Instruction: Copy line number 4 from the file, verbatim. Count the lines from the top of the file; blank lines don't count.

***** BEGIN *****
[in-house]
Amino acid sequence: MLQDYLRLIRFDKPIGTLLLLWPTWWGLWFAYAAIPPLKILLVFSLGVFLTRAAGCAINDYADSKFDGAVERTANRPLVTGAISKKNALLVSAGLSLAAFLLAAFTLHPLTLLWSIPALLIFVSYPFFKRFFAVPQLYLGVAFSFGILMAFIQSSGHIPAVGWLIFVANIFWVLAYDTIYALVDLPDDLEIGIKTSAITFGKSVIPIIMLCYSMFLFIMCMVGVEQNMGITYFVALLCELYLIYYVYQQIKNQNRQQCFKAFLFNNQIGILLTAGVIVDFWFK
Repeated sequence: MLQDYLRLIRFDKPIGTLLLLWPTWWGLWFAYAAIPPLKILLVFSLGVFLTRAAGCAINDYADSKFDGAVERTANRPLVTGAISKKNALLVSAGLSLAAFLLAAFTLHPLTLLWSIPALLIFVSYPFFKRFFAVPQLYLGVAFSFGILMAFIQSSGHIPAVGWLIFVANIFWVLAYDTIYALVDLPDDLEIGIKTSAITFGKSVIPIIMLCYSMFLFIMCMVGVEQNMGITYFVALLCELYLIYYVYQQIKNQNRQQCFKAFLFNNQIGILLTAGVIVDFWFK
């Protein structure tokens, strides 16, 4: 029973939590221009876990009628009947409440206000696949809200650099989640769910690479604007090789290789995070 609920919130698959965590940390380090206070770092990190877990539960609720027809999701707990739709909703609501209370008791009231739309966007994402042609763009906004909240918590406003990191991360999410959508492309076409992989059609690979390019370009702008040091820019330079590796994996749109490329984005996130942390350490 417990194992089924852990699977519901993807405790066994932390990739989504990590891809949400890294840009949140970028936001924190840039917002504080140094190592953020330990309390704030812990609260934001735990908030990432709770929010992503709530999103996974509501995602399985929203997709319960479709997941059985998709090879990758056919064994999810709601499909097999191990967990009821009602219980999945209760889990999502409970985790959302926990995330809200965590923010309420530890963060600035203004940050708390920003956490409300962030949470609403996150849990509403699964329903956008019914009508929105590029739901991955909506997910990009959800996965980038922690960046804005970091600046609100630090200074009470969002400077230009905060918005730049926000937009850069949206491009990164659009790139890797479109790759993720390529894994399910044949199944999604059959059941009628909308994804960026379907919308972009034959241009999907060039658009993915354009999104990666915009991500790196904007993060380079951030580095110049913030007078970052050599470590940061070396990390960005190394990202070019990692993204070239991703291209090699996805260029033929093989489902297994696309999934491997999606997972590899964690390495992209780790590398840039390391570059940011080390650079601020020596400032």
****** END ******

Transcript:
């Protein structure tokens, strides 16, 4: 029973939590221009876990009628009947409440206000696949809200650099989640769910690479604007090789290789995070 609920919130698959965590940390380090206070770092990190877990539960609720027809999701707990739709909703609501209370008791009231739309966007994402042609763009906004909240918590406003990191991360999410959508492309076409992989059609690979390019370009702008040091820019330079590796994996749109490329984005996130942390350490 417990194992089924852990699977519901993807405790066994932390990739989504990590891809949400890294840009949140970028936001924190840039917002504080140094190592953020330990309390704030812990609260934001735990908030990432709770929010992503709530999103996974509501995602399985929203997709319960479709997941059985998709090879990758056919064994999810709601499909097999191990967990009821009602219980999945209760889990999502409970985790959302926990995330809200965590923010309420530890963060600035203004940050708390920003956490409300962030949470609403996150849990509403699964329903956008019914009508929105590029739901991955909506997910990009959800996965980038922690960046804005970091600046609100630090200074009470969002400077230009905060918005730049926000937009850069949206491009990164659009790139890797479109790759993720390529894994399910044949199944999604059959059941009628909308994804960026379907919308972009034959241009999907060039658009993915354009999104990666915009991500790196904007993060380079951030580095110049913030007078970052050599470590940061070396990390960005190394990202070019990692993204070239991703291209090699996805260029033929093989489902297994696309999934491997999606997972590899964690390495992209780790590398840039390391570059940011080390650079601020020596400032």